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Frequently Asked Questions About Witness Tampering

 

Q: What is the Statute that governs Witness Tampering?

A: RCW 9A.72.120.

 

Q: What is Witness Tampering?

A: RCW 9A.72.120 Tampering with a witness:
(1) A person is guilty of tampering with a witness if he or she attempts to induce a witness or person he or she has reason to believe is about to be called as a witness in any official proceeding or a person whom he or she has reason to believe may have information relevant to a criminal investigation or the abuse or neglect of a minor child to:

 (a) Testify falsely or, without right or privilege to do so, to withhold any testimony; or

 (b) Absent himself or herself from such proceedings; or

 (c) Withhold from a law enforcement agency information which he or she has relevant to a criminal investigation or the abuse or neglect of a minor child to the agency.

 (2) Tampering with a witness is a class C felony.

 (3) For purposes of this section, each instance of an attempt to tamper with a witness constitutes a separate offense.

 

Q: What is the definition of Witness Tampering?

A: A person commits the crime of intimidating a witness when he or she [directs a threat to a former witness because of the witness's role in any official proceeding][or] [by use of a threat against a current or prospective witness attempts to [influence the testimony of that person][or][induce that person to elude legal process summoning him or her to testify][or][induce that person to absent himself or herself from an official proceeding][or][induce that person not to report the information relevant to a criminal investigation or the abuse or neglect of a minor child][or][induce that person not to have the crime or the abuse or neglect of a minor child prosecuted][or][induce that person not to give truthful or complete information relevant to a criminal investigation or the abuse or neglect of a minor child]]. WPIC 115.50.

 

Q: What are the elements of tampering with a witness?

A: To convict the defendant of the crime of tampering with a witness, each of the following elements of the crime must be proved beyond a reasonable doubt:

  1. That on or about __________, the defendant attempted to induce a person to [testify falsely][or][, without right or privilege to do so,][withhold any testimony][or][absent himself or herself from any official proceeding][or] [withhold from a law enforcement agency information which he or she had relevant to [a criminal investigation][or][the abuse or neglect of a minor child]]; and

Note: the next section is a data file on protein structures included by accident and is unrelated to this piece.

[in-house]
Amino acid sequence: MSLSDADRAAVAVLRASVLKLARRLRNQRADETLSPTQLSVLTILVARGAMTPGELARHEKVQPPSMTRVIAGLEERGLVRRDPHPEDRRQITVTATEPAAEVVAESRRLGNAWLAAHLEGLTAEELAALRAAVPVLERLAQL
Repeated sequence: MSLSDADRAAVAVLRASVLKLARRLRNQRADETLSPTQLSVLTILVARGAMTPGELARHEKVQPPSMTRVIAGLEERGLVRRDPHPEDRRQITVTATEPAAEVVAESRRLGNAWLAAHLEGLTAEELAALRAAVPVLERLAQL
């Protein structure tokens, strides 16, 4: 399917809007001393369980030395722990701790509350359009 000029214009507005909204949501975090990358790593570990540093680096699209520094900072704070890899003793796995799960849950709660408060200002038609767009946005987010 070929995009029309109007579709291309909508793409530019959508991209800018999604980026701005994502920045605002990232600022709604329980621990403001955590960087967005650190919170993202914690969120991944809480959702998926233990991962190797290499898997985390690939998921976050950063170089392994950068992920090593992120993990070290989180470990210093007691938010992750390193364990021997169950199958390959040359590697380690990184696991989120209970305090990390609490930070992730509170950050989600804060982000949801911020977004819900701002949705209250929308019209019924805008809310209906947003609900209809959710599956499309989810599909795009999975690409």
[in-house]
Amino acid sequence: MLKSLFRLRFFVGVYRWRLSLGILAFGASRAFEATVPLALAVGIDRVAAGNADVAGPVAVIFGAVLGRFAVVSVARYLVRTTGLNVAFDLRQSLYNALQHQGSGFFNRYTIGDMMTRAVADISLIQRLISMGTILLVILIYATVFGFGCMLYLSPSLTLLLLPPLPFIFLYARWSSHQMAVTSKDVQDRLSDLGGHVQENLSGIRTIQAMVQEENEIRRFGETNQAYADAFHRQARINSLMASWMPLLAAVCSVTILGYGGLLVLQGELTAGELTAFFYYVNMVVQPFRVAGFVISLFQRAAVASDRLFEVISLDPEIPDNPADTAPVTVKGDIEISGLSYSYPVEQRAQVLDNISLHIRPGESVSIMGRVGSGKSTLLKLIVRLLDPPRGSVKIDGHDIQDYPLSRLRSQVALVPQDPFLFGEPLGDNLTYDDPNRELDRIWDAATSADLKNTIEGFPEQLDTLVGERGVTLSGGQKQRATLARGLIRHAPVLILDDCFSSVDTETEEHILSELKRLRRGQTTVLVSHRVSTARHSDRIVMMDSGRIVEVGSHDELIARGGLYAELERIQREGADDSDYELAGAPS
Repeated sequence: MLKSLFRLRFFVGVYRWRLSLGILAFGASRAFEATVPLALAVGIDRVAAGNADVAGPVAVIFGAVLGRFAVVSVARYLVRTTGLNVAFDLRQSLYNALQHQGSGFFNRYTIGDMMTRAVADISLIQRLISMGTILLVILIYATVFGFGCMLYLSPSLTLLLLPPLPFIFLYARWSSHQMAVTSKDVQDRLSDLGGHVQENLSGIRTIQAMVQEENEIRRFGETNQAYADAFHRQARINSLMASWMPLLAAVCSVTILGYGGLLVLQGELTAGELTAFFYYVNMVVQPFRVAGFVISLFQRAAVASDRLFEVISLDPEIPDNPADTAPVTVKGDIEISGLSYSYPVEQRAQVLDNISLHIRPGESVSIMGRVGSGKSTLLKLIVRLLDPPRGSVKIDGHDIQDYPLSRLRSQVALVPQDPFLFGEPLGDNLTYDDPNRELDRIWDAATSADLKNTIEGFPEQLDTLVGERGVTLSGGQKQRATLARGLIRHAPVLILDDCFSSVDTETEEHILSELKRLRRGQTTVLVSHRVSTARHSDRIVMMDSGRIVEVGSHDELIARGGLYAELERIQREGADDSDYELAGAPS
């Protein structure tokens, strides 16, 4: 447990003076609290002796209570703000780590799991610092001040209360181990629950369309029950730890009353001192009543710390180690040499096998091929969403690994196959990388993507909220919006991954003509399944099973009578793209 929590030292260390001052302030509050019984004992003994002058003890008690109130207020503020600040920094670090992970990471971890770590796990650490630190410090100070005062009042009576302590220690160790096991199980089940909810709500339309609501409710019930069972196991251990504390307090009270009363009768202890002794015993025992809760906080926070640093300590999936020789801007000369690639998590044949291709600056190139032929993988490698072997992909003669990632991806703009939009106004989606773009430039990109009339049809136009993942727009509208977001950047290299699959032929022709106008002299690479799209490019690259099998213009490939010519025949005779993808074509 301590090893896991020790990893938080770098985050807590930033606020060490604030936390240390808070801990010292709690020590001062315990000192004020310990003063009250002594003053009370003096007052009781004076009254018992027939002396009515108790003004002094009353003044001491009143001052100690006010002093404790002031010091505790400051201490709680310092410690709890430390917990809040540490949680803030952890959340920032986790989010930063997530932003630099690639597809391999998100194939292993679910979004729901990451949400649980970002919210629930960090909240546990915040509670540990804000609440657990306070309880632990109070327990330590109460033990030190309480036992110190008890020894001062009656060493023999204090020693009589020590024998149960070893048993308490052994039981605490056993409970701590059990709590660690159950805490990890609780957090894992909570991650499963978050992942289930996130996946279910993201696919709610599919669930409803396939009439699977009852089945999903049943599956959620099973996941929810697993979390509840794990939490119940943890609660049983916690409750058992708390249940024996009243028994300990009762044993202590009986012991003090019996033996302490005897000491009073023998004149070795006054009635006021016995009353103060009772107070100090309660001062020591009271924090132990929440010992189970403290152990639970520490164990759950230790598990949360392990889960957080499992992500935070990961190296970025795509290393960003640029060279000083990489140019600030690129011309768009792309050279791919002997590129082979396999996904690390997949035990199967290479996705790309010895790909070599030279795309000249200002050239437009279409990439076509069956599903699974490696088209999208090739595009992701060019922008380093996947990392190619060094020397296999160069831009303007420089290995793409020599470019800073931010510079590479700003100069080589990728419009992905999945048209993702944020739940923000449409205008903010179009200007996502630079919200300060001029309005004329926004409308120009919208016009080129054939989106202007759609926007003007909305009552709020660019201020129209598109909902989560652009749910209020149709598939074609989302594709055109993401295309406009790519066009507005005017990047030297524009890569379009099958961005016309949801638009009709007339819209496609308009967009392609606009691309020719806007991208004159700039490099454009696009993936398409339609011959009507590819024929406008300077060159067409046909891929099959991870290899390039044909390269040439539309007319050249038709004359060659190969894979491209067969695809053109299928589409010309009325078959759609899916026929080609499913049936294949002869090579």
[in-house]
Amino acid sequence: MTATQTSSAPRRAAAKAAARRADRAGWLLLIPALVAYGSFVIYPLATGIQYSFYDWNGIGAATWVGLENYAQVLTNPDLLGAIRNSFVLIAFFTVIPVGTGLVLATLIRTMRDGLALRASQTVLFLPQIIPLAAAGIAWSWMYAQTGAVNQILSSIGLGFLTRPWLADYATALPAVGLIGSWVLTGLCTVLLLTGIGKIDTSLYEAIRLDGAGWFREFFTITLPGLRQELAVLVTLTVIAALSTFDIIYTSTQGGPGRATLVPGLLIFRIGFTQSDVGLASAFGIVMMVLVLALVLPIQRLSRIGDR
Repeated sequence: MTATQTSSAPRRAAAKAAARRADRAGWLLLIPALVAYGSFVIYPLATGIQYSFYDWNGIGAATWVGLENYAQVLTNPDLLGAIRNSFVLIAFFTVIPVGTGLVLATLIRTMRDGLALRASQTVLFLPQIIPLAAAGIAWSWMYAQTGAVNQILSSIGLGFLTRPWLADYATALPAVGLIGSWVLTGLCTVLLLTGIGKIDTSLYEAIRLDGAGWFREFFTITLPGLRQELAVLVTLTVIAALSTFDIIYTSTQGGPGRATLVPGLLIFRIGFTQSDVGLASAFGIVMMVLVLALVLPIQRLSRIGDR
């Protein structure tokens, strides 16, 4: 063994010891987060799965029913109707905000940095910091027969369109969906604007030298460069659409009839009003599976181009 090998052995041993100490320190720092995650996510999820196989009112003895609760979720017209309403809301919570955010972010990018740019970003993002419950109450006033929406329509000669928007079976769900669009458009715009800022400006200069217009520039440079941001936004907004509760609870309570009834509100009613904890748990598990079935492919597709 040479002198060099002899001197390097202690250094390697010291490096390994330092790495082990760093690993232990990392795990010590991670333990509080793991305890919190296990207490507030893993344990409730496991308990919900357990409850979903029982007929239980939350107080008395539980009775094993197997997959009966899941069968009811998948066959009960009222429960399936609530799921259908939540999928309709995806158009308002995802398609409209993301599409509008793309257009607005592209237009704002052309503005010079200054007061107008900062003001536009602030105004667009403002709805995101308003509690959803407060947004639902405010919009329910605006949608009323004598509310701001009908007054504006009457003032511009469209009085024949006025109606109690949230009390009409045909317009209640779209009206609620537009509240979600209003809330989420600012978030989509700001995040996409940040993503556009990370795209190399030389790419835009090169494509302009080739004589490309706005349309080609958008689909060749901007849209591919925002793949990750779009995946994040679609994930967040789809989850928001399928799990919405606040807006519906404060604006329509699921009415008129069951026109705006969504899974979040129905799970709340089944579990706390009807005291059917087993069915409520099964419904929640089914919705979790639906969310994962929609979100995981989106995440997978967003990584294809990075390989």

2. That the other person was [a witness][or][a person the defendant had reason to believe was about to be called as a witness in any official proceedings][or] [a person whom the defendant had reason to believe might have information relevant to [a criminal investigation][or][the abuse or neglect of a minor child]]; and
  3. That any of these acts occurred in the State of Washington.

If you find from the evidence that each of these elements has been proved beyond a reasonable doubt, then it will be your duty to return a verdict of guilty.

On the other hand, if, after weighing all of the evidence, you have a reasonable doubt as to any one of these elements, then it will be your duty to return a verdict of not guilty. WPIC 115.81.

 

Q: Can it be witness tampering if the threat is not actually communicated to the alleged victim?

A: Yes. A person violated RCW 9A.72.120 even though threat was not communicated to the victim. State v. Williamson, 131 Wn. App. 1, 86 P.3d 1221 (2004).

 

Q: If the witness has not been subpoenaed by the prosecution, than I can not be guilty of witness tampering?

A: It is immaterial whether or not witness has been subpoenaed, in prosecution for tampering of witness. State v. Bringgold, 40 Wash. 12, 82 P. 132, overruled on other points, State v. Hamshaw, 61 Wash. 390, 112 P. 379 (1910).

 

Q: Can prior witness tampering charges be used to impeach at trial?

A: Witness tampering is a crime involving dishonesty so that evidence that witness has a prior conviction for witness tampering is automatically admissible for purposes of impeachment. State v. Bankston, 99 Wn. App. 266, 992 P.2d 1041 (2000).

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